Sunday, June 08, 2008

Getting your priorities right.

Well it seems that we are in a bit of a pickle over the price of oil. So much so we are holding crisis talks. Read here.

Now correct me if I am wrong but is the price of oil not driven by market factors. Supply and demand the basics of economics. In fact it's it current high demand that is causing prices to surge. So fuel is up all around. It seems to me that it goes up but 0.5p per day as every two days another penny is added on. Ignoring the obvious which is the biggest winner out of the whole thing in the UK is actually Gordo and his taxes the price is now the price and is likely to be here to stay. Why is it that when there is a problem our government has it's fingers grasping the pie?

In the meantime however we have diverted foodstuffs to be used as fuel. This diversion is leading to a surge in food prices, riots and starvation. People are dying. Yet by the law of economics this new source of fuel should increase the supply and thus lower the cost. I wonder why that is not happening? Maybe my grasp of economics is too simple. I must nearly be qualified to be a labour politician. Just need to practise the lying with a straight face. Just can't get it right.

In the meantime the concern is the cost of fuel whilst people die. Talk about priorities.

4 Comments:

At 4:03 pm, Blogger Lord James Bigglesworth said...

Driven up by OPEC, Bag.

 
At 9:20 pm, Blogger Bag said...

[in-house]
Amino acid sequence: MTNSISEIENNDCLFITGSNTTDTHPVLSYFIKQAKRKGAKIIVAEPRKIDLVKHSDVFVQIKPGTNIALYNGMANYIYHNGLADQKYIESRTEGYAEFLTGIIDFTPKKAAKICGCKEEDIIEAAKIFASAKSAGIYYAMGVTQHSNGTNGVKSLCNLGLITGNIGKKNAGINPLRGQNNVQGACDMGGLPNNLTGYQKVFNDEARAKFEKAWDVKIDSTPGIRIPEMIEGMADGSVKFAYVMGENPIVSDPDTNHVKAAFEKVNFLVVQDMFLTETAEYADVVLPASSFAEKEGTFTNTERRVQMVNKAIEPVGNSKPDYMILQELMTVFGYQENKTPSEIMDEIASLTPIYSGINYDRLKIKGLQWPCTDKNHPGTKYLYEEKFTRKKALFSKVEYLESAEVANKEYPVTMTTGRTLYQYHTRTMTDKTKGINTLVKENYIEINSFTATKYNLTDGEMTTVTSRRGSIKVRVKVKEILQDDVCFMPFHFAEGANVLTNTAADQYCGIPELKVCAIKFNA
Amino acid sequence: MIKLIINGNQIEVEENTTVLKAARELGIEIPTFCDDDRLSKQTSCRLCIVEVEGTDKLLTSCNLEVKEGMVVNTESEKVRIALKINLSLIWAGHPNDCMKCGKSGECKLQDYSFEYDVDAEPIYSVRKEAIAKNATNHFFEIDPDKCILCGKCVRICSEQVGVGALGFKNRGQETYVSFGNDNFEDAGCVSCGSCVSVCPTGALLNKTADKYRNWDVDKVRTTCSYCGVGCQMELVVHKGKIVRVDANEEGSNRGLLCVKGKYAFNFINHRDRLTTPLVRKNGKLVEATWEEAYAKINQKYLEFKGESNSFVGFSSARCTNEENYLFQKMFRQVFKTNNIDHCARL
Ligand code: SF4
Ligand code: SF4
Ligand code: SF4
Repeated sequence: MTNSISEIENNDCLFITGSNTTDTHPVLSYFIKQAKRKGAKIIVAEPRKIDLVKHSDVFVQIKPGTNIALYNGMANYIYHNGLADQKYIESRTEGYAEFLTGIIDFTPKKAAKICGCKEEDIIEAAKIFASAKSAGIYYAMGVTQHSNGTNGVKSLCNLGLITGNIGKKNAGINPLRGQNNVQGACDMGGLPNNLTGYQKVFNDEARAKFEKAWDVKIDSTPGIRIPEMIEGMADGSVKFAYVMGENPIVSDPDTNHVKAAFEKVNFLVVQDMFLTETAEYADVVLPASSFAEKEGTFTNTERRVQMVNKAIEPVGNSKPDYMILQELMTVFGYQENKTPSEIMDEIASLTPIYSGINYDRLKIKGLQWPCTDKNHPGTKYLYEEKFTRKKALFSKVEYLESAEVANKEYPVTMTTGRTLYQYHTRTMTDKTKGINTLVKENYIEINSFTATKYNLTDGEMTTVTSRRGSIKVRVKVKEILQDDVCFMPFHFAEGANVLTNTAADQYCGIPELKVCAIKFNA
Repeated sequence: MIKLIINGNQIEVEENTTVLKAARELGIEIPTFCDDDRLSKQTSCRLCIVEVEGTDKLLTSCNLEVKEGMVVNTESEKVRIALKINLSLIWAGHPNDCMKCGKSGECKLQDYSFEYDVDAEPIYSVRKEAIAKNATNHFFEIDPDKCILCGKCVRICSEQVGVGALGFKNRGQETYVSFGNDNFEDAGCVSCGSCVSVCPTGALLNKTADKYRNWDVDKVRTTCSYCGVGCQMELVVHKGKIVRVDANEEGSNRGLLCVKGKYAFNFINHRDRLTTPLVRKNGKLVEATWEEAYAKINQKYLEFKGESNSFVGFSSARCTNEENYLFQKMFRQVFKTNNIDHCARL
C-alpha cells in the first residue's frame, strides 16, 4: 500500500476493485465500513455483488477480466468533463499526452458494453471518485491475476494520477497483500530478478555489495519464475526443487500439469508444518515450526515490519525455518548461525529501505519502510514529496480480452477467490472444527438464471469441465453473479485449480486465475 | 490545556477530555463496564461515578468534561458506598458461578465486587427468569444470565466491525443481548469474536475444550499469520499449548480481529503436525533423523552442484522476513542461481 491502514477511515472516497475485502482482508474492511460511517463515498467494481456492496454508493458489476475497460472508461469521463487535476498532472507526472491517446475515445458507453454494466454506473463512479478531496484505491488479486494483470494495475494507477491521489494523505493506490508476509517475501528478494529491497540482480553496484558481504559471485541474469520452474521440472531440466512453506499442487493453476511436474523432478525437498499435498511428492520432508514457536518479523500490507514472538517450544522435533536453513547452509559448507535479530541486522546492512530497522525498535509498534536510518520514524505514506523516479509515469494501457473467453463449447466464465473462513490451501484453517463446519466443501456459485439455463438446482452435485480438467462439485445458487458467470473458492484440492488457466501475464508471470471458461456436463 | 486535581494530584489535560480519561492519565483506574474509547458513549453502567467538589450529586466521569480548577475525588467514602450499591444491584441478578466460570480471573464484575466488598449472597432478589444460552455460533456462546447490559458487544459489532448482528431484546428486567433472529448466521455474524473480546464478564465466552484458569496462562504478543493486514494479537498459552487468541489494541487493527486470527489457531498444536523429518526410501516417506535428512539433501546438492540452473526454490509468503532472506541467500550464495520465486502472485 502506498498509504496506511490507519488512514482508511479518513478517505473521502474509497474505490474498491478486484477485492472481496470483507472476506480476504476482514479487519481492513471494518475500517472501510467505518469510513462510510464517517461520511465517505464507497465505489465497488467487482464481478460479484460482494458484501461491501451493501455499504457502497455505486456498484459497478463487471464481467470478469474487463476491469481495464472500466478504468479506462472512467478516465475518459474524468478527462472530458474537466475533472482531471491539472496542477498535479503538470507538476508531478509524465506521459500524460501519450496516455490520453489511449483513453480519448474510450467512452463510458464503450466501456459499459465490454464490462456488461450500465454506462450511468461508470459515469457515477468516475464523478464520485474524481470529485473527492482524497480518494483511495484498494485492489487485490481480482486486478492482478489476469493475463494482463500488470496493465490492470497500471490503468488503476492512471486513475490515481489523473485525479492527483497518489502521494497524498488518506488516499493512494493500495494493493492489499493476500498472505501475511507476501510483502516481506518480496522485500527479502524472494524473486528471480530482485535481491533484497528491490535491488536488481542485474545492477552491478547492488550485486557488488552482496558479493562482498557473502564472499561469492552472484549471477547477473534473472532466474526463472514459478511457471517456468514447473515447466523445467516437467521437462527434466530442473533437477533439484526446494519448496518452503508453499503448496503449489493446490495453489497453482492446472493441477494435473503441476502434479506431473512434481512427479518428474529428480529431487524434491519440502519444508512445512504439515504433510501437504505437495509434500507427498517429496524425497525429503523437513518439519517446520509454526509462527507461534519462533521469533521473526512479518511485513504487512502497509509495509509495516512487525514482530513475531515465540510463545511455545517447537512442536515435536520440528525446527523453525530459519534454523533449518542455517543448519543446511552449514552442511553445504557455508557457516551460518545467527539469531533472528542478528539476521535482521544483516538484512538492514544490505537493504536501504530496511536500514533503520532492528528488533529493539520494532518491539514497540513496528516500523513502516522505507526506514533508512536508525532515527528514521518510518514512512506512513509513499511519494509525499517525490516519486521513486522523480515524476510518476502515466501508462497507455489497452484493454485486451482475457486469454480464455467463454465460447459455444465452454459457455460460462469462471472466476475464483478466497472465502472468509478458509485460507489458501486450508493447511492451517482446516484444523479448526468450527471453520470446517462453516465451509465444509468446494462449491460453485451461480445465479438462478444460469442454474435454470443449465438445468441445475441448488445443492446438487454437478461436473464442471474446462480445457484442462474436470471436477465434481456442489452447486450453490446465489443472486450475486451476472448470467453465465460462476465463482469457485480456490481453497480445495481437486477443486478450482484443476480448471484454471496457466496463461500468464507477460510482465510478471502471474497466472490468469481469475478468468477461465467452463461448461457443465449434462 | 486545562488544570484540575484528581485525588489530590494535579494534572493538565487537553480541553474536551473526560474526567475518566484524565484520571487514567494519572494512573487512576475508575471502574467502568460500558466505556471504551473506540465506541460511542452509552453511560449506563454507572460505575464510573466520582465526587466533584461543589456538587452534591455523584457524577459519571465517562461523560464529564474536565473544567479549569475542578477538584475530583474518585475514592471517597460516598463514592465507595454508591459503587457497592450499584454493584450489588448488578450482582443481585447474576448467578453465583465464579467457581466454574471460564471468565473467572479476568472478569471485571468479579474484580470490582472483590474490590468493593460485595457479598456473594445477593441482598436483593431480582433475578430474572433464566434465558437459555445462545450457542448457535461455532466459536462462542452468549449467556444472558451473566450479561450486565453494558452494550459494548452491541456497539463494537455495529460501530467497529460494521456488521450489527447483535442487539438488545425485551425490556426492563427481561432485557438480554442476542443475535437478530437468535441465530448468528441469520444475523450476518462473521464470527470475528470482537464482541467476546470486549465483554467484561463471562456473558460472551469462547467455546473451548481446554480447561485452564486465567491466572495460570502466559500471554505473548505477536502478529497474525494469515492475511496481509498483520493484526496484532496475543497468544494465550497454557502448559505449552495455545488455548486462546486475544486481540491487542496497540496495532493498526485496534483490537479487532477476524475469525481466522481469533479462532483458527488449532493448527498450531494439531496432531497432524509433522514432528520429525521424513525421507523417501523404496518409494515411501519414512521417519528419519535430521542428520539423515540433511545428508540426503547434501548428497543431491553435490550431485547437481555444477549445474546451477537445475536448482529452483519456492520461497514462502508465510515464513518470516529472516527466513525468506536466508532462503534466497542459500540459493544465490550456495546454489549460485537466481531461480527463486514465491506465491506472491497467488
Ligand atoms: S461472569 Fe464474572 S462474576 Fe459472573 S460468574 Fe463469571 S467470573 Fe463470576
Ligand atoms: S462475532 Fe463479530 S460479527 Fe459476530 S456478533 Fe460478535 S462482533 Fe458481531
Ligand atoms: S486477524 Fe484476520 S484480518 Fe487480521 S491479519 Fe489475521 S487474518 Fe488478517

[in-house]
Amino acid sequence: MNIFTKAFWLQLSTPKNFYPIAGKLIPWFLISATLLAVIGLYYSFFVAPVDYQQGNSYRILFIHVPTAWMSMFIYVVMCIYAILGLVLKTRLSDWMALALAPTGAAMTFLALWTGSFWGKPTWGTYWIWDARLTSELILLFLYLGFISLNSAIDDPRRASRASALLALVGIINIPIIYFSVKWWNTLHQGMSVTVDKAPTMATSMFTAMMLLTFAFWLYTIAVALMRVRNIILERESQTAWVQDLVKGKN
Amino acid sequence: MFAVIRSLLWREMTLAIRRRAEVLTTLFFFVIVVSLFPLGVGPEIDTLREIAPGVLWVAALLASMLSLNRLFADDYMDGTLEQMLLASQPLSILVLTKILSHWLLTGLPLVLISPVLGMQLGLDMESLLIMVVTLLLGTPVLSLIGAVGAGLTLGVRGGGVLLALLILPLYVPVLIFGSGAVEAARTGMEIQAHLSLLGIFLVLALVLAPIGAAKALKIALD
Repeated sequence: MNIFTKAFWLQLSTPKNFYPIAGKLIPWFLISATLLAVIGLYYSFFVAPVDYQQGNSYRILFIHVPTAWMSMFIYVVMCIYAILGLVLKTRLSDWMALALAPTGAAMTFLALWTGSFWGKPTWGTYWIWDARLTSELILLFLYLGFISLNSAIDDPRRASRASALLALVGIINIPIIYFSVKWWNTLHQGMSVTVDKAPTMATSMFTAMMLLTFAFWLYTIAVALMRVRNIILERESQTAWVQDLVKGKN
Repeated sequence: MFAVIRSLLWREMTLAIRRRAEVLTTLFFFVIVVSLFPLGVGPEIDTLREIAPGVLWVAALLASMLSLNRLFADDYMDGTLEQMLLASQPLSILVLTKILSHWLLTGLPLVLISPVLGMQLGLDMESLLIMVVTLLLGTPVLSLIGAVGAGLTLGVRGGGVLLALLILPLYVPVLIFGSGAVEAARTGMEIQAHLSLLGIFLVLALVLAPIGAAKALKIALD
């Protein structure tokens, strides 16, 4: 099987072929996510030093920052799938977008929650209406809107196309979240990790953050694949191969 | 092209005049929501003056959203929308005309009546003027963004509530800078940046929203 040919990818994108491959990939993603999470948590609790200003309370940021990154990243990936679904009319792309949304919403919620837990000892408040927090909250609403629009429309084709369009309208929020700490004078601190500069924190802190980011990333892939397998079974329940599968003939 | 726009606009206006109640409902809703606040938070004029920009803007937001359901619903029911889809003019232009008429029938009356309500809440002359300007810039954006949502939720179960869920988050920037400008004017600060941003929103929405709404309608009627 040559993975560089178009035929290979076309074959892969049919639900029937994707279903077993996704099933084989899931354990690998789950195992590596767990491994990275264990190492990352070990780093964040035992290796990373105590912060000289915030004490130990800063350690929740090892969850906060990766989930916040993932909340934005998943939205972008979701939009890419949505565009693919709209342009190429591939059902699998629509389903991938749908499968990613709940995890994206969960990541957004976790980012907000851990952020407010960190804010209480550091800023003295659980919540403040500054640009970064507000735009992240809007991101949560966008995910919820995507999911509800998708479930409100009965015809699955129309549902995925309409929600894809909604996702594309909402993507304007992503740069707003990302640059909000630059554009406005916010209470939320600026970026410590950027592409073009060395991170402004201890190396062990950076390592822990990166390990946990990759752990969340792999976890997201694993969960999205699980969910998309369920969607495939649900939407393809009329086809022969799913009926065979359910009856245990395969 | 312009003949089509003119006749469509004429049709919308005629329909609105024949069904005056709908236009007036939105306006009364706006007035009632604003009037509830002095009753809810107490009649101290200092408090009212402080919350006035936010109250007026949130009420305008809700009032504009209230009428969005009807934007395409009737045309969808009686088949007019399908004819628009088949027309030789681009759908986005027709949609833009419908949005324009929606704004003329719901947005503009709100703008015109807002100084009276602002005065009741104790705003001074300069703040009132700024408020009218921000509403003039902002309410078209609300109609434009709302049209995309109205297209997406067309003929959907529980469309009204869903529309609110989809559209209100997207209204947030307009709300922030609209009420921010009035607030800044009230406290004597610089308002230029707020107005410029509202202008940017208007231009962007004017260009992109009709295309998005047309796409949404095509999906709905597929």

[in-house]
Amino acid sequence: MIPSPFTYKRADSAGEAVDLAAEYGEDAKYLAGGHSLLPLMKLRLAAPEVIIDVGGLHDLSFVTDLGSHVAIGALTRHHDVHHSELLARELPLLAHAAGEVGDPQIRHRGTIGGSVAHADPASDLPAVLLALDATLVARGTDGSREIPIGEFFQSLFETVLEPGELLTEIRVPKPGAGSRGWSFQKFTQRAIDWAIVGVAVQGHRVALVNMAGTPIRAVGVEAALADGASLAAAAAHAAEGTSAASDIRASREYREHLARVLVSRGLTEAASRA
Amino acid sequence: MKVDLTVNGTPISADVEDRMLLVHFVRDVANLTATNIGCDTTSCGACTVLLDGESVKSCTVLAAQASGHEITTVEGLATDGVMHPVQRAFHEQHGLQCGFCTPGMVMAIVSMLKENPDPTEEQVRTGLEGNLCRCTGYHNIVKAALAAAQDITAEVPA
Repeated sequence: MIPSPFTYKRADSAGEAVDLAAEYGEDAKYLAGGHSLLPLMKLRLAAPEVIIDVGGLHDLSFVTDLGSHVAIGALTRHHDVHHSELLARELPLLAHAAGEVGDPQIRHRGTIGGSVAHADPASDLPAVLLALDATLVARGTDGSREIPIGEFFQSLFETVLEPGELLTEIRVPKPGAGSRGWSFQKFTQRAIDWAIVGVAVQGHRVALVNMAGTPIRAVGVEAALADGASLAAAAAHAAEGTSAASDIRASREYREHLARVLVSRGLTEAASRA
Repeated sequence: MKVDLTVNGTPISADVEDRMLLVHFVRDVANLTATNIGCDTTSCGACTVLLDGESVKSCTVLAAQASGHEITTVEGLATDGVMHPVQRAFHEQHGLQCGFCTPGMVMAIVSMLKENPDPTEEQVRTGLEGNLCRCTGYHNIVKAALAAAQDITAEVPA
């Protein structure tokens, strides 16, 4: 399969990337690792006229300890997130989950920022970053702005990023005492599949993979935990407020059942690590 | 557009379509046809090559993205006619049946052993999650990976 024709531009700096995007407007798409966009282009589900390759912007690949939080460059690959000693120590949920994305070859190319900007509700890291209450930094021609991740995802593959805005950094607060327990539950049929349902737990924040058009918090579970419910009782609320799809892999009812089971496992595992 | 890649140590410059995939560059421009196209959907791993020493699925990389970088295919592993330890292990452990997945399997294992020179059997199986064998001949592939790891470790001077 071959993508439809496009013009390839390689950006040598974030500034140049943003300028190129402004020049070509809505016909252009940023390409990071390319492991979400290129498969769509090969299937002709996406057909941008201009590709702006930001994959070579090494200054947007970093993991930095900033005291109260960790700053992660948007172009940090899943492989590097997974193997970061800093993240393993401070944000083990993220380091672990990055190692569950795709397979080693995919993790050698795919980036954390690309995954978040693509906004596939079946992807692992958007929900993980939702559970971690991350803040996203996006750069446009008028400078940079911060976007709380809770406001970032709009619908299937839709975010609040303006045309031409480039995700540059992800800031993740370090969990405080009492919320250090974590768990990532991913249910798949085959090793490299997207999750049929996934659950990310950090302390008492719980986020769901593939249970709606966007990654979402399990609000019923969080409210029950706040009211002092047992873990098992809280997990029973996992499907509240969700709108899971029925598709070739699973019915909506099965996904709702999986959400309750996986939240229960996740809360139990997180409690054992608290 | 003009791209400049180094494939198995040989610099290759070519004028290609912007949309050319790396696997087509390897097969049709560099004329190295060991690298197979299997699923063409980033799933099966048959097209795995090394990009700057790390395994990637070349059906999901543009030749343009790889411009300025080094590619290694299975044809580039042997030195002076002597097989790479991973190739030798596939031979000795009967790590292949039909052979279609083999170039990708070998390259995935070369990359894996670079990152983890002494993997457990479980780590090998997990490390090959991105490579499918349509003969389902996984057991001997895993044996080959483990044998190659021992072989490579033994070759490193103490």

Yes. OPEC are on the supply side. Adjusting supply and prices for the increased demand. Just like the people putting up the price of basic foodstuffs.

Basic economics.

 
At 10:55 pm, Blogger Henry Crun said...

Ahh but you live under the misapprehension that people just ring up a Saudi sheikh and order a couple of barrels at the going rate.

The price is not necessarily governed by supply or by OPEC per se, but by what the purchasers are prepared to pay.

 
At 11:02 am, Blogger Bag said...

Basic economics. I'm not an expert.

Supply and demand. If supply is high and demand low we have a lower price. If supply is low and demand high we have a higher one. Thus price fluctuated as high prices lead to reduced demand as people can't afford it.

Adding in the bio fuels should increase demand and thus prices should come down. However increased demand all over the world more than compensated and thus prices actually went up. So we ended up with high prices.

My real point was that high oil prices give us a crisis meeting yet the reallocation of food to bio fuels leading to starvation gets brushed under the carpet.

And one final thing to consider. The price to the consumer in the UK also covers our massive payments to the treasury. If this was reduced to the level of other countries the UK would not be in crisis. Of course, Gordo can't do it because he needs the money.

 

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